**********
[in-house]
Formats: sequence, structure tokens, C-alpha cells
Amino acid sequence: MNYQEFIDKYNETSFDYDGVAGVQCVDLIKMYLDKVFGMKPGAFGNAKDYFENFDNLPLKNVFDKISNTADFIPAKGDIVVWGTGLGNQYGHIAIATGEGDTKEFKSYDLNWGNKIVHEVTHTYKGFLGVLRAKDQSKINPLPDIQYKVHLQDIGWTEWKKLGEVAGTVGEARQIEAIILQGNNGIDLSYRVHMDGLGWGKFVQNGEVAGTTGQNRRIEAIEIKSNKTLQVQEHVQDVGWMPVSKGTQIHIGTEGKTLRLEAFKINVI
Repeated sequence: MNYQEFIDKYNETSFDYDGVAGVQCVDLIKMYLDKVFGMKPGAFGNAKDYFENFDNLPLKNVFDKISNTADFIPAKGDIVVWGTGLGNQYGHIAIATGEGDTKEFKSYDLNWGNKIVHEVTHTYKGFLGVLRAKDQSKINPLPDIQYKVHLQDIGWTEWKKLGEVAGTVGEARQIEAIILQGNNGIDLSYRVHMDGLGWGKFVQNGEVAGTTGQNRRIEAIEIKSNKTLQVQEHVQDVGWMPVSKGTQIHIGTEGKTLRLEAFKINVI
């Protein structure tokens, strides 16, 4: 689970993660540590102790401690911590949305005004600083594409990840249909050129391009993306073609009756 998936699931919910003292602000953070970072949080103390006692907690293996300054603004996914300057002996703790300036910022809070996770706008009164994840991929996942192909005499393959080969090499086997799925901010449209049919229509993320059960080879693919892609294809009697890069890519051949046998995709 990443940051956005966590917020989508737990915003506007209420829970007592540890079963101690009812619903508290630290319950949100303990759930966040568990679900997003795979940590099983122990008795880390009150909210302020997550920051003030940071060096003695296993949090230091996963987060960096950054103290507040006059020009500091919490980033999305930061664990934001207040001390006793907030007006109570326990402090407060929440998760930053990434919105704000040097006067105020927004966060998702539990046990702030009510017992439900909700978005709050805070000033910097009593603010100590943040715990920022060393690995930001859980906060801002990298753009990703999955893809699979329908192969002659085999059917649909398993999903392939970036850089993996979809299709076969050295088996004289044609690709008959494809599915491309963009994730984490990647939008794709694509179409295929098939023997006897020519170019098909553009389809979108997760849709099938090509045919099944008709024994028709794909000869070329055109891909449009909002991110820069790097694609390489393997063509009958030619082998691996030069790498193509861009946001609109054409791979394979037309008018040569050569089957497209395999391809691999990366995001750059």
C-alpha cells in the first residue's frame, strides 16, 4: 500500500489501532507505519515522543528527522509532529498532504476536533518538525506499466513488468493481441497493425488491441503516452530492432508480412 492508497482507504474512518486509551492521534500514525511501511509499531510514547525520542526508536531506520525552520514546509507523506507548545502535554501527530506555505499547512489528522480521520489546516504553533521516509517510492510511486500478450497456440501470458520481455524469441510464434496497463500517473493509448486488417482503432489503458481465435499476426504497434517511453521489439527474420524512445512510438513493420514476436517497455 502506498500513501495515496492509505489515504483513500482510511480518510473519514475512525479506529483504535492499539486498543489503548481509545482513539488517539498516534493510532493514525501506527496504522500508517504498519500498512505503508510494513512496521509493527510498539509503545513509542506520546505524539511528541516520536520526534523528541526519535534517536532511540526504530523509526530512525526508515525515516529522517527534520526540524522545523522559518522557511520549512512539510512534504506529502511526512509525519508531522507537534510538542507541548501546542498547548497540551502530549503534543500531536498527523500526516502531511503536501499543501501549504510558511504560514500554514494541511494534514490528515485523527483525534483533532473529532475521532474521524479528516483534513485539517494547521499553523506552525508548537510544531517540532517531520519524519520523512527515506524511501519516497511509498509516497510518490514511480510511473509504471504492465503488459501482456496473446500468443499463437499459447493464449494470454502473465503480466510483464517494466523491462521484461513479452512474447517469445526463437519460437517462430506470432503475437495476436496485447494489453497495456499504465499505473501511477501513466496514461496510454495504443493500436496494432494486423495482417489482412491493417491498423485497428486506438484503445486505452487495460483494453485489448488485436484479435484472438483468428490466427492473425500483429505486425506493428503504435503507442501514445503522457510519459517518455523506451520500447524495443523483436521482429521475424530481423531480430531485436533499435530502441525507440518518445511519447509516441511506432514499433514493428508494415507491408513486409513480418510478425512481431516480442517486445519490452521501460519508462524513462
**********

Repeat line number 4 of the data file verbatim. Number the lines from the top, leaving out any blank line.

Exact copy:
Repeated sequence: MNYQEFIDKYNETSFDYDGVAGVQCVDLIKMYLDKVFGMKPGAFGNAKDYFENFDNLPLKNVFDKISNTADFIPAKGDIVVWGTGLGNQYGHIAIATGEGDTKEFKSYDLNWGNKIVHEVTHTYKGFLGVLRAKDQSKINPLPDIQYKVHLQDIGWTEWKKLGEVAGTVGEARQIEAIILQGNNGIDLSYRVHMDGLGWGKFVQNGEVAGTTGQNRRIEAIEIKSNKTLQVQEHVQDVGWMPVSKGTQIHIGTEGKTLRLEAFKINVI